The Ottawa Citizen from Ottawa, Ontario, Canada on January 29, 1999 · 3
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The Ottawa Citizen from Ottawa, Ontario, Canada · 3

Ottawa, Ontario, Canada
Issue Date:
Friday, January 29, 1999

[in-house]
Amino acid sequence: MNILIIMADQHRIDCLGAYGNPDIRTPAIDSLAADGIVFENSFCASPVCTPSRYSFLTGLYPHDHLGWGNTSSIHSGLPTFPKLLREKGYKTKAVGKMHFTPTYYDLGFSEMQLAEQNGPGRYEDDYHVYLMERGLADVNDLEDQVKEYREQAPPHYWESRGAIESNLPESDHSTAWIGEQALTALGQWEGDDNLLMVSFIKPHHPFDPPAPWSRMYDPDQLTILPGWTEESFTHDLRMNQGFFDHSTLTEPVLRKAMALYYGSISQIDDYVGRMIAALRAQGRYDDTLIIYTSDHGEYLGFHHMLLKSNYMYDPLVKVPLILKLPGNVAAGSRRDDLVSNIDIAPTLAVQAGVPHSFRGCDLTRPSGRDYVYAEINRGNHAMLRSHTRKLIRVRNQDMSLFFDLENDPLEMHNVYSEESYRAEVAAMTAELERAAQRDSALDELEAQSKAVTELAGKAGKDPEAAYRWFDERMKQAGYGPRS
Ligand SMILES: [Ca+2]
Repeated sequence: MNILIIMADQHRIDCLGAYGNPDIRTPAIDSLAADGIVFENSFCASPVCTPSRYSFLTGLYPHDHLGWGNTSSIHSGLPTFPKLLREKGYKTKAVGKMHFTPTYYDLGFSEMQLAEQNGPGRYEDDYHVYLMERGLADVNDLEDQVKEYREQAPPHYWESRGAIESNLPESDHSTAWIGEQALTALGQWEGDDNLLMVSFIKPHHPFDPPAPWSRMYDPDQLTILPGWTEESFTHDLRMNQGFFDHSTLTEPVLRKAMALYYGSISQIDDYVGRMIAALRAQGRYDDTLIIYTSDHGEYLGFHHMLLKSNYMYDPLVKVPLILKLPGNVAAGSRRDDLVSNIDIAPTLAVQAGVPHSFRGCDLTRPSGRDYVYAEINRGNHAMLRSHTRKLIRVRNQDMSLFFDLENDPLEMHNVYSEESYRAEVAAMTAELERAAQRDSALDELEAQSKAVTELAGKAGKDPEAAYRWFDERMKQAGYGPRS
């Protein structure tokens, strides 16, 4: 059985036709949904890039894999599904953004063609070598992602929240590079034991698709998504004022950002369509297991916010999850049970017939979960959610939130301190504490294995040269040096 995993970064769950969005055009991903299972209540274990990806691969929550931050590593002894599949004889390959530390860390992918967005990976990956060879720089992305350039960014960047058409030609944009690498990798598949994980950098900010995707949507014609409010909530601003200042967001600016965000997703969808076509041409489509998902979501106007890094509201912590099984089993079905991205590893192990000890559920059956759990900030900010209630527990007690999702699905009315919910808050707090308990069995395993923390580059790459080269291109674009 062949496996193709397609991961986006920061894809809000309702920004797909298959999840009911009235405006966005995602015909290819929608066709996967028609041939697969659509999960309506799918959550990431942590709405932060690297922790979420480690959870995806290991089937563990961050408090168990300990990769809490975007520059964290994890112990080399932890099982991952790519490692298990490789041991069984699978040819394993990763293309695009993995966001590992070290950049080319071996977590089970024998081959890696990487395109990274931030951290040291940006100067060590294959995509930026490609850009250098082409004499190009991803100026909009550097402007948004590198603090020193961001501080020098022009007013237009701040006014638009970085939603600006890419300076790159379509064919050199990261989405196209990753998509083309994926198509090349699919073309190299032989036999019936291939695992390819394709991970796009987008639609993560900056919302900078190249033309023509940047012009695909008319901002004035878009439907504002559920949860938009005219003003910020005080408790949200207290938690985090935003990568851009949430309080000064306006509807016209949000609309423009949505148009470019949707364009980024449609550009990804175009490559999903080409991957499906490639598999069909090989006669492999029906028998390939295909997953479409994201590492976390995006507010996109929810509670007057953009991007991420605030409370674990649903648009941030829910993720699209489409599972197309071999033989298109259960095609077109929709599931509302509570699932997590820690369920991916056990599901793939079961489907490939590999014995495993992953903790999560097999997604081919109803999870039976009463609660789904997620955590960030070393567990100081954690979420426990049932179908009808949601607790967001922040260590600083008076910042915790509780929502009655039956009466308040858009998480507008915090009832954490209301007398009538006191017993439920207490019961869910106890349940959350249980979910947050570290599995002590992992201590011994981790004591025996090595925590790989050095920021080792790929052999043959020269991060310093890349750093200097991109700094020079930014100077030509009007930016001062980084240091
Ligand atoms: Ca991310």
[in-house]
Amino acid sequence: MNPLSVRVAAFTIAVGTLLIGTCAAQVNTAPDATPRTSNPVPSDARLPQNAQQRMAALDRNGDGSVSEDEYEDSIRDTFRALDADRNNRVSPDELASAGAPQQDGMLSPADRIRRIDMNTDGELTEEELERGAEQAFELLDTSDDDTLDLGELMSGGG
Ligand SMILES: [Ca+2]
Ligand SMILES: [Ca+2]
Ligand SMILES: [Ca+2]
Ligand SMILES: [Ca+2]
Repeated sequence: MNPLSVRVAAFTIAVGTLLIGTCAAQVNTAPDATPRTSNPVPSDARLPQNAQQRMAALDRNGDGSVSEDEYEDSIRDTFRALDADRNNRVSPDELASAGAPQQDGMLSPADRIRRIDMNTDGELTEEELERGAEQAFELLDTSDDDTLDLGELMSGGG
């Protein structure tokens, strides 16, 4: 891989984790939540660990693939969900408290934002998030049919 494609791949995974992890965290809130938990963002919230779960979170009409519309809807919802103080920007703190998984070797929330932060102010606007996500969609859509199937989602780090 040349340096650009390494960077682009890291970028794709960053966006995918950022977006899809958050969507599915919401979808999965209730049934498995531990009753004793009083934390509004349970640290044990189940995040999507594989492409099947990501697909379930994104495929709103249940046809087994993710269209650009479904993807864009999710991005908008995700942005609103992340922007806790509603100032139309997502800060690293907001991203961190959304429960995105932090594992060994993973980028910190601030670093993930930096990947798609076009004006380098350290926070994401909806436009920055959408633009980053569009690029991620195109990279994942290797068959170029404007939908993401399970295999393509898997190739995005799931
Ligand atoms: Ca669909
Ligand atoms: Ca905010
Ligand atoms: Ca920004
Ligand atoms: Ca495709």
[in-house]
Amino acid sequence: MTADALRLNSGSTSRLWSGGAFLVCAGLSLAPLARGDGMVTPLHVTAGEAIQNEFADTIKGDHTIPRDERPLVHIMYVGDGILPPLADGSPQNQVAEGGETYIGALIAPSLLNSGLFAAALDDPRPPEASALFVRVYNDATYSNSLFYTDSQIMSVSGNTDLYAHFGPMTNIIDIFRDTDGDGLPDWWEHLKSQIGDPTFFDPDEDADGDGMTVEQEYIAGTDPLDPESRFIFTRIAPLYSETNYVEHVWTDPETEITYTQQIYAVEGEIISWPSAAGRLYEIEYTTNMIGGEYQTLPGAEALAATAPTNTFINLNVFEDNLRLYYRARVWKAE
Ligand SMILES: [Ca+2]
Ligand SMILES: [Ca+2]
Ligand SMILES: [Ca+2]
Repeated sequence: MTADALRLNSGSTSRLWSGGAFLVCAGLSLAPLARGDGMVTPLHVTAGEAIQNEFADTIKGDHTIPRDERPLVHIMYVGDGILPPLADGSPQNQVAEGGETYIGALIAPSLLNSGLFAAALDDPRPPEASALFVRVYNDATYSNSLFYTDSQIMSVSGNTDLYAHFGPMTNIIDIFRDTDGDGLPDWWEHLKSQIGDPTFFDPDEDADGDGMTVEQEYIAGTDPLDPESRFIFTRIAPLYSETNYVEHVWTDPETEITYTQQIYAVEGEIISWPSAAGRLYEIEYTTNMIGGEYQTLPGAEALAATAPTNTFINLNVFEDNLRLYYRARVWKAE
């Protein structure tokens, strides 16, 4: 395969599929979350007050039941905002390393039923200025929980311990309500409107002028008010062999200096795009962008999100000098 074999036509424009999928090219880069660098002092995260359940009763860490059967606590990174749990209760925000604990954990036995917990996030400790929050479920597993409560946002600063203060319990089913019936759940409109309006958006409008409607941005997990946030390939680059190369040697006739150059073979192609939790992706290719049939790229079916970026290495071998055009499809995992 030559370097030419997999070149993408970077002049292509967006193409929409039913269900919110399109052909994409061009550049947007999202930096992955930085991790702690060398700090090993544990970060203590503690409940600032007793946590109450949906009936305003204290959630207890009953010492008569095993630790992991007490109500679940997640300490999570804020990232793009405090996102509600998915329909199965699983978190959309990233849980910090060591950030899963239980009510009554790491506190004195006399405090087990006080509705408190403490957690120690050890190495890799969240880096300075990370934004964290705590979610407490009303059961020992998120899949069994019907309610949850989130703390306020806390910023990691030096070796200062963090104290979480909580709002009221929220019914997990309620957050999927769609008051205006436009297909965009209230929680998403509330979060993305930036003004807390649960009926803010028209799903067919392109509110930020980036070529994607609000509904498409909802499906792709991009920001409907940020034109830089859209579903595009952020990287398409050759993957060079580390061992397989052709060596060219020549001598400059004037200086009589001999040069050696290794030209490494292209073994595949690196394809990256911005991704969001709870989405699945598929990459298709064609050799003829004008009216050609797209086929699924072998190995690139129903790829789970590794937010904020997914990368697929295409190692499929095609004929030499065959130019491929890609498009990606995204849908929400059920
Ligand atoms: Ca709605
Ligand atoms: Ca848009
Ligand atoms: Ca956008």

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Canada THE OTTAWA CITIZEN FRIDAY, JANUARY 20, 1999 A3 blood victims rf" ! , Bad .;. " H I Off t mm I iP u? 1 .iiffSM ispf ftp . -) - A ' v.- .v o Washington emand justice THE ASSOCIATED PRESS Canadian actor Marlon Brand and Rebecca Jackson Mendoza are pictured on their wedding day in 1996. Mr. Brand was found hanged in a toilet stall in Australia on Tuesday. Ms. Jackson Mendoza, stabbed earlier by Mr. Brand, is recovering in hospital. End of a fairytale Those who knew Marlon Brand are in shock over the news the young Canadian actor killed himself after a knife attack on his estranged wife. Peter Boisseau reports. Toronto He was a rising young star with a string of stage and television credits, a fairytale romance with a beautiful actress, and a name that conjured images of a Hollywood screen legend. But the whirlwind career that took Marlon Brand from a Toronto-area college to the big stage ended with his suicide in a public toilet in Melbourne, Australia, after a savage knife attack on his estranged wife. Those who remember the 28-year-old Mr. Rrand can onlv ask wViv. , Tall and muscular with a shaved head and ear-' ring, Mr. Brand looked every inch the part of a . tough U.S. marine when he was cast in that role in the Toronto production of Miss Saigon in 1993, said Robert Brockhouse, editor of house programs at Mirvish Productions in Toronto. But his personality was not anything like his menacing outward appearance, he said. "It's unbelievable. I mean, he was the nicest guy in the (stage) company." Like others, he says Mr. Brand good-naturedly took a ribbing about his name, so close to that of brooding movie icon Marlon Brando. "I remember saying 'that's a neat stage name,' and he laughed and said no, thaf s my real name.' " Famous namesakes aside, the Toronto-born Mr. Brand seemed destined for a long and prosperous career when he stepped into the Miss Saigon role straight after graduation from Sheridan College in nearby Oakville. Ron Holgerson, executive director of communications at Sheridan, said faculty were too "shattered" by the news to talk to the media. Mr. Brand's shaken Toronto agent also refused to comment Besides his stage work, Mr. Brand had done stand-up comedy at Yuk Yuk's and Laugh Tracks, and his television credits included episodes of ENG and Top Cops. He met his wife, 25-year-old Rebecca Jackson Mendoza, while they were both auditioning for the Sydney production of Miss Saigon in 1995, and friends say it was love at first sight At the time of the attack, Ms. Mendoza was appearing with Mr. Brand as part of the ensemble cast in the Melbourne production of Show Boat. Ms. Jackson Mendoza suffered critical injuries and was saved by emergency surgery, her family said in a statement yesterday. "Rebecca's life was saved by emergency surgery and ongoing resuscitation received at Monash Medical Centre," the family said. Reports said Mr. Brand went to the Mendoza family home Monday to talk to his wife, but an argument broke out. Neighbours reported hearing her cry for help and ambulance crews found her bleeding and unconscious on the ground. The fairy-tale romance apparently fell apart after the couple returned from an acting tour in Germany. Although shocked cast members and friends say they never fought in public, they reportedly had a bitter split, even as they continued putting in long hours on the show together. Melbourne police described Mr. Brand as a "mystery dude" who had been living alone since the split. He reportedly had notified Show Boar management he intended to quit, and wanted to return to Canada with his two-year-old daughter. Mr. Brand's body was found Tuesday morning in a public toilet at the park where he used to take his daughter to play. Tainted plasma tied to Arkansas prison BY MARK KENNEDY Tainted-blood victims infused with U.S. prison plasma will travel to Washington next month to demand a special government investigation into how they received bad blood. The victims will hold a news conference Feb. 12 at the National Press Club, just steps away from the White House. They will call on the U.S. Justice Department to launch an investigation either through the FBI or the appointment of a special investigator to get the facts on how they received contaminated plasma from prisons in Arkansas and Louisiana in the early 1980s. As well, they will announce they are exploring the possibility of suing those in the U.S. who played a role including the companies that collected the blood and the state governments that allowed it to happen. Their actions come in the wake of a series of investigative stories by the Citizen last fall that revealed how a U.S. firm with links to President Bill Clinton collected tainted blood from Arkansas prison inmates and sold it abroad. Mr. Clinton was governor of Arkansas when the Canadian blood supply was contaminated in the mid-1980s. He was generally familiar with the operations of now-defunct Health Management Associates, the Arkansas firm that was given a contract by Mr. Clinton's own state aciminis-tration to provide medical care to prisoners. In the process, the firm was also permitted to collect inmates' blood at a prison in Grady, Arkansas, and sell it elsewhere. The prisoners were paid $7 a unit. Each unit of plasma was sold by the firm for about $50, and half of that was handed over to the Arkansas Department of Corrections. With hundreds of prisoners donating every week, it became a profitable enterprise. Leonard Dunn, a personal friend and political ally of Mr. Clinton, was Health Management As-sociates's president in the mid-1980s. Later, Mr. Dunn was a Clinton appointee to the Arkansas Industrial Development Commission and he headed Mr. Clinton's 1990 gubernatorial re-election finance committee. Yesterday, some of the victims announced in Toronto they are suing the federal government and two Canadian companies for their role in how the plasma believed to be contaminated with HIV and hepatitis C was distributed in Canada. The class-action lawsuit will initially seek up to $1 billion in damages for an estimated 1,000 hemophiliacs with hepatitis C, but victims' lawyers expect that most potential claimants will not participate because they will sign a waiver in exchange for compensation now being offered by governments. That will leave about 200 victims seeking $300 million, say the lawyers. 1 In the meantime, the victims' next step is to attract more U.S. media attention to their plight and persuade U.S. Attorney General Janet Reno to establish a probe. 1 "I hope to get some answers for the victims up here who are alive and dead," said Mike McCarthy, a Waterloo, Ont, hemophiliac with hepatitis C who will make the trip with three other victims. "We want accountability on the American side. Why was this allowed to happen to us?" By early 1983, U.S. companies that fractionate blood products had stopped buying prison plasma at the request of the U.S. Food and Drug Administration because it was widely understood that since many male inmates practised unsafe sex or were intravenous drug addicts, their blood posed a high risk of carrying the AIDS virus. However, this didn't stop prison blood centres from selling their products to foreign companies. In Arkansas, Health Management Associates found a willing buyer in a Montreal blood broker Continental Pharma Cryosan which sold the prison plasma to companies in countries such as Switzerland, Spain, Japan and Italy. As well, Continental Pharma sold the plasma to Toronto-based blood fractionator Connaught Laboratories, which used it to manufacture special blood products that were then sold to the Canadian Red Cross and distributed to patients. Connaught apparently didn't realize the plasma had come from prisoners. Warning to step-parents: You can't divorce the kids by Janice Tibbetts Spouses can divorce each other but not their children, the Supreme Court of Canada said yesterday as it explained why a Manitoba stepfather must support his stepdaughter after splitting up with her mother. "Even if a relationship has broken down after a separation or divorce, the obligations of a person who stands in the place of a parent to support a child remain the same," the court said. The court made a snap ruling from the bench after hearing the case in November, but did not give its reasons until yesterday. In those reasons, the judges set guidelines for when a step-parent should have to pay child support in failed marriages. The test, the court said, is whether the step-parent acted as a "stand-in" parent to the child in question. The judges came down hard on Gerald Char-tier, a Winnipeg man who wanted to renounce his fatherhood rights to his young stepdaughter, whom he had helped raise through her infant and toddler years. The court found he was effectively a "stand-in" parent to the girl, who had his surname and thought he was her natural father. "Spouses are entitled to divorce each other, but not the children who were part of the marriage," said the unanimous ruling, written by Justice Michel Bastarache. The court listed several factors determining whether a step-parent is the same as a parent: Whether there was intention, both formally expressed and inferred; Whether the child participated in the extended family in the same way as would a biological child; Whether the parent provided financially for the child, depending on ability to pay; Whether the person disciplined the child as a parent; Whether the person represented to the child, the family and the world that he was responsible for the child; The nature or existence of the child's relationship with the absent biological parent. Mr. Chartier, who had won his case in the Manitoba Court of Appeal, was ordered two months ago to pay child support for his stepdaughter, just as he does for the biological daughter he had with his ex-wife. The Supreme Court rejected the lower court suggestion that long-term financial obligations are too much baggage for step-parents to carry in an era when it's commonplace to move from relationship to relationship. Some lawyers have predicted the ruling could lead to a step-parent chill in which people will think twice about getting involved in the lives of their partners' children from previous marriages. Mottsays Clamato, court says Caesar Cocktail Juicy battle ends after 13 years By Janice Tibbetts The Supreme Court of Canada has served up a spicy recipe that settles a high-stakes fracas over the secret ingredients in one of Canada's most coveted concoctions: Clamato juice. FBI Foods beat out Cadbury Schweppes yesterday in a battle that began some 13 years ago and turned into a nasty breach of confidence case over the price one must pay for blabbing trade secrets. At stake were the tasty and mysterious ingredients in Clamato, a spicy blend of tomato juice and clam broth that is the key ingredient in the beloved bloody caesar. The high court, in overturning an earlier ruling, effectively declared that spilling the beans is all right as long as one is willing to pay damages. "Juice formulation is not rocket science," wrote Justice Ian Binnie, who concluded FBI would have come up with a copycat Clamato with or without Cadbury's recipe. The story goes back to the 1970s, when the U.S. company Duffy-Mott decided to enter the Canadian market by licensing its recipe for zingy Mott's Clamato. Enter B.C.-based Caesar Canning Ltd., which snared the Canadian market on the condition the licence could be ended on a year's notice and Caesar Canning would then be banned from making any Clamato-type concoction of its own for five years. Caesar Canning, with Duffy-Mott's blessing, went into business with FBI Foods in 1980 and shared the great Clamato secret. But in 1982, Cadbury Schweppes took over Duffy-Mott and decided to take back Clamato. That left Caesar Canning out of the picture, but the company, which was still in the know when it came to the ingredients, set to work immediately on a rival product called Caesar Cocktail In 1985, Caesar Canning went bankrupt and FBI Foods bought the assets and continued making Caesar CocktaiL Then, three years later, Cadbury Schweppes took FBI to court for breach of confidentiality and trademark infringement because the company had jumped the gun in developing caesar cocktail before it was allowed to come up with a rival under the initial deal. Cadbury won in court and was awarded $30,000 in damages. The payment was increased in the B.C. Court of Appeal which ordered FBI to itaimmrrt1i.T,..' i ROD MACIVOR, THE OTTAWA CITIZtN Clamato juice is 10 times more popular in Canada than in the U.S. cough up some of its profits for the period in question. The Supreme Court disagreed, saying FBI would have come up with its own cocktail anyway. The high court never divulges the Clamato ingredients in its ruling, but does come up with a recipe for lesser damages. The amount is yet to be determined. Overhaul charity laws, Supreme Court urges By James Baxter The Supreme Court of Canada says Canada's charitable status laws are outdated and politicians should change how Revenue Canada determines what is a charity. The top court made the remarks yesterday in a 4-3 judgment that upheld a government decision to deny a Vancouver immigrant women's group charitable status because it fell outside existing charity rules. "For this court suddenly to adopt a new and more expansive definition of charity, without warning, could have a substantial serious effect on the taxation system," the court said. However, both the majority decision and the dissenting opinion called for legislative change, especially in the definition of educational charities. "I think it is unfortunate that this particular group in Vancouver got hung on a technicality, because it is a super organization, but after reading the decision, we're really quite pleased," said Arthur Drache, who intervened to the court on behalf of the Canadian Centre for Philanthropy. "It is a very unusual decision in that it turned down the appeal, but went a long way toward changing the law." Canada's 75,000 registered charities take in about $90 billion a year and hold about $109 billion in assets. Revenue Canada receives about 5,000 applications a year for charitable status but has registered only about 1,400 groups over the last four years. In the area of education, the top court urged flexibility. "To limit the notion of 'training of the mind' to structured, systematic instruction or traditional academic subjects reflects an outmoded and under-inclusive understanding of education which is of little use in modern Canadian society," Justice Frank Iacobucci wrote in the majority decision. "The law ought to accommodate any legitimate form of education." To qualify as a charity under the Income Tax Act, an organization must fall into one of the following categories: Poverty relief, culture, religion, health, education or other purposes that benefit the community. The Vancouver Society of Immigrant and Visible Minority Women works with new arrivals to Canada, and other women in need, to teach them the basic skills needed to find employment. The group also runs a job-posting service, a function the court said "(Fell) outside the scope of charity." Herb DhaliwaL Canada's minister of national revenue, was travelling in British Columbia yesterday and could not be reached for comment